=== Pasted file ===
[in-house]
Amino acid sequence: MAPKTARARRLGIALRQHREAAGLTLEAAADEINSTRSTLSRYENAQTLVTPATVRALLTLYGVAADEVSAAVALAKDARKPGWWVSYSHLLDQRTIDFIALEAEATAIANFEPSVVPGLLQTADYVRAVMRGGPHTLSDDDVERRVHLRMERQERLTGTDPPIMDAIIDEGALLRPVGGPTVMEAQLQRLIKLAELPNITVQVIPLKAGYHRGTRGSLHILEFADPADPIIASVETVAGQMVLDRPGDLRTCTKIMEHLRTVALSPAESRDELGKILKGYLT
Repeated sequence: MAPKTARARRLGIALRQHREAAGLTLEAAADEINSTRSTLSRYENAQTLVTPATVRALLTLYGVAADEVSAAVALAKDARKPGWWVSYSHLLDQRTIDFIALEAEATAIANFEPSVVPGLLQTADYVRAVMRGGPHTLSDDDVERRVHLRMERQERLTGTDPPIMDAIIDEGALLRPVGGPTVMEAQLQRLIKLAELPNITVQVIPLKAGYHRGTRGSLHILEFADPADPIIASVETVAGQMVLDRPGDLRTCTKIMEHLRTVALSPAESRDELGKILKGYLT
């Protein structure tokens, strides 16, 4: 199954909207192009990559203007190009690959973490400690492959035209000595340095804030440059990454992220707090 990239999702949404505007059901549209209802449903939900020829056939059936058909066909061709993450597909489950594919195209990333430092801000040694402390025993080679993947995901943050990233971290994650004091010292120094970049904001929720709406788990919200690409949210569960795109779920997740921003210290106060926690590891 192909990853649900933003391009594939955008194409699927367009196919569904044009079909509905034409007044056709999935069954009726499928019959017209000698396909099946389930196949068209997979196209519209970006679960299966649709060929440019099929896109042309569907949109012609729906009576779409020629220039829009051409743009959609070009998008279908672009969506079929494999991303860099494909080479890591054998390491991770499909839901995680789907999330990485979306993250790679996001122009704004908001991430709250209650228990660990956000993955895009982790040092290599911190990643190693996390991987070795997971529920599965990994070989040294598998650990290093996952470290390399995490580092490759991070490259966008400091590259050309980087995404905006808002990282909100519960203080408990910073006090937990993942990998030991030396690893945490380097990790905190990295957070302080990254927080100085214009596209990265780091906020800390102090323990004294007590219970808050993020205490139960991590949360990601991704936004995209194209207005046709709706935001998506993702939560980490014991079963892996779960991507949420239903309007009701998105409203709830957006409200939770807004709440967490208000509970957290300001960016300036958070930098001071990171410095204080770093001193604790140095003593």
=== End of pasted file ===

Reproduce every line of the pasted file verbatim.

[in-house]
Amino acid sequence: MAPKTARARRLGIALRQHREAAGLTLEAAADEINSTRSTLSRYENAQTLVTPATVRALLTLYGVAADEVSAAVALAKDARKPGWWVSYSHLLDQRTIDFIALEAEATAIANFEPSVVPGLLQTADYVRAVMRGGPHTLSDDDVERRVHLRMERQERLTGTDPPIMDAIIDEGALLRPVGGPTVMEAQLQRLIKLAELPNITVQVIPLKAGYHRGTRGSLHILEFADPADPIIASVETVAGQMVLDRPGDLRTCTKIMEHLRTVALSPAESRDELGKILKGYLT
Repeated sequence: MAPKTARARRLGIALRQHREAAGLTLEAAADEINSTRSTLSRYENAQTLVTPATVRALLTLYGVAADEVSAAVALAKDARKPGWWVSYSHLLDQRTIDFIALEAEATAIANFEPSVVPGLLQTADYVRAVMRGGPHTLSDDDVERRVHLRMERQERLTGTDPPIMDAIIDEGALLRPVGGPTVMEAQLQRLIKLAELPNITVQVIPLKAGYHRGTRGSLHILEFADPADPIIASVETVAGQMVLDRPGDLRTCTKIMEHLRTVALSPAESRDELGKILKGYLT
């Protein structure tokens, strides 16, 4: 199954909207192009990559203007190009690959973490400690492959035209000595340095804030440059990454992220707090 990239999702949404505007059901549209209802449903939900020829056939059936058909066909061709993450597909489950594919195209990333430092801000040694402390025993080679993947995901943050990233971290994650004091010292120094970049904001929720709406788990919200690409949210569960795109779920997740921003210290106060926690590891 192909990853649900933003391009594939955008194409699927367009196919569904044009079909509905034409007044056709999935069954009726499928019959017209000698396909099946389930196949068209997979196209519209970006679960299966649709060929440019099929896109042309569907949109012609729906009576779409020629220039829009051409743009959609070009998008279908672009969506079929494999991303860099494909080479890591054998390491991770499909839901995680789907999330990485979306993250790679996001122009704004908001991430709250209650228990660990956000993955895009982790040092290599911190990643190693996390991987070795997971529920599965990994070989040294598998650990290093996952470290390399995490580092490759991070490259966008400091590259050309980087995404905006808002990282909100519960203080408990910073006090937990993942990998030991030396690893945490380097990790905190990295957070302080990254927080100085214009596209990265780091906020800390102090323990004294007590219970808050993020205490139960991590949360990601991704936004995209194209207005046709709706935001998506993702939560980490014991079963892996779960991507949420239903309007009701998105409203709830957006409200939770807004709440967490208000509970957290300001960016300036958070930098001071990171410095204080770093001193604790140095003593």